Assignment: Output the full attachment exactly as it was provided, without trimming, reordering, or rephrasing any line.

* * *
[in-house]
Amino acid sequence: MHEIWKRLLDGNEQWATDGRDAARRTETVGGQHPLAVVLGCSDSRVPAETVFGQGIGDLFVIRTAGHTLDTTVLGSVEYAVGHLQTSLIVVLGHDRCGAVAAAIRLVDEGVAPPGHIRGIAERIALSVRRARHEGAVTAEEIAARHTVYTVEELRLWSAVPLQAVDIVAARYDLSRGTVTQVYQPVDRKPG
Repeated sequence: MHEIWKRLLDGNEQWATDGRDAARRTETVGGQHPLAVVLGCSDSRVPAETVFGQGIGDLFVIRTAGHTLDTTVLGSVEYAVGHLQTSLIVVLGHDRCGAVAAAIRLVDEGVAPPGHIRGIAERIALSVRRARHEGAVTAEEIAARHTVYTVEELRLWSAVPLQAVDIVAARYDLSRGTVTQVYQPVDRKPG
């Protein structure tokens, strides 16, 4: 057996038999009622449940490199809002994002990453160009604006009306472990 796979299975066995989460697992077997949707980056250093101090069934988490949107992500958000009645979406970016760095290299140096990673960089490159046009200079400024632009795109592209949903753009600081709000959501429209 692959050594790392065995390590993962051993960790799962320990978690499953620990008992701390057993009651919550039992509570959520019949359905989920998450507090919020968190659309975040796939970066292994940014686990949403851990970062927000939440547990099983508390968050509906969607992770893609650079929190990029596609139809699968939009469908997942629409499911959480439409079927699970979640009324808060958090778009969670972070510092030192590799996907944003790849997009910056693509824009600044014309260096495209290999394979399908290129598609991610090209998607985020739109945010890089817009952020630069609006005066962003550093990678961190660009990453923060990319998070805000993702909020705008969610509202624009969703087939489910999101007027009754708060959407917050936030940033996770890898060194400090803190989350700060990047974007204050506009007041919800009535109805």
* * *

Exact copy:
[in-house]
Amino acid sequence: MHEIWKRLLDGNEQWATDGRDAARRTETVGGQHPLAVVLGCSDSRVPAETVFGQGIGDLFVIRTAGHTLDTTVLGSVEYAVGHLQTSLIVVLGHDRCGAVAAAIRLVDEGVAPPGHIRGIAERIALSVRRARHEGAVTAEEIAARHTVYTVEELRLWSAVPLQAVDIVAARYDLSRGTVTQVYQPVDRKPG
Repeated sequence: MHEIWKRLLDGNEQWATDGRDAARRTETVGGQHPLAVVLGCSDSRVPAETVFGQGIGDLFVIRTAGHTLDTTVLGSVEYAVGHLQTSLIVVLGHDRCGAVAAAIRLVDEGVAPPGHIRGIAERIALSVRRARHEGAVTAEEIAARHTVYTVEELRLWSAVPLQAVDIVAARYDLSRGTVTQVYQPVDRKPG
């Protein structure tokens, strides 16, 4: 057996038999009622449940490199809002994002990453160009604006009306472990 796979299975066995989460697992077997949707980056250093101090069934988490949107992500958000009645979406970016760095290299140096990673960089490159046009200079400024632009795109592209949903753009600081709000959501429209 692959050594790392065995390590993962051993960790799962320990978690499953620990008992701390057993009651919550039992509570959520019949359905989920998450507090919020968190659309975040796939970066292994940014686990949403851990970062927000939440547990099983508390968050509906969607992770893609650079929190990029596609139809699968939009469908997942629409499911959480439409079927699970979640009324808060958090778009969670972070510092030192590799996907944003790849997009910056693509824009600044014309260096495209290999394979399908290129598609991610090209998607985020739109945010890089817009952020630069609006005066962003550093990678961190660009990453923060990319998070805000993702909020705008969610509202624009969703087939489910999101007027009754708060959407917050936030940033996770890898060194400090803190989350700060990047974007204050506009007041919800009535109805």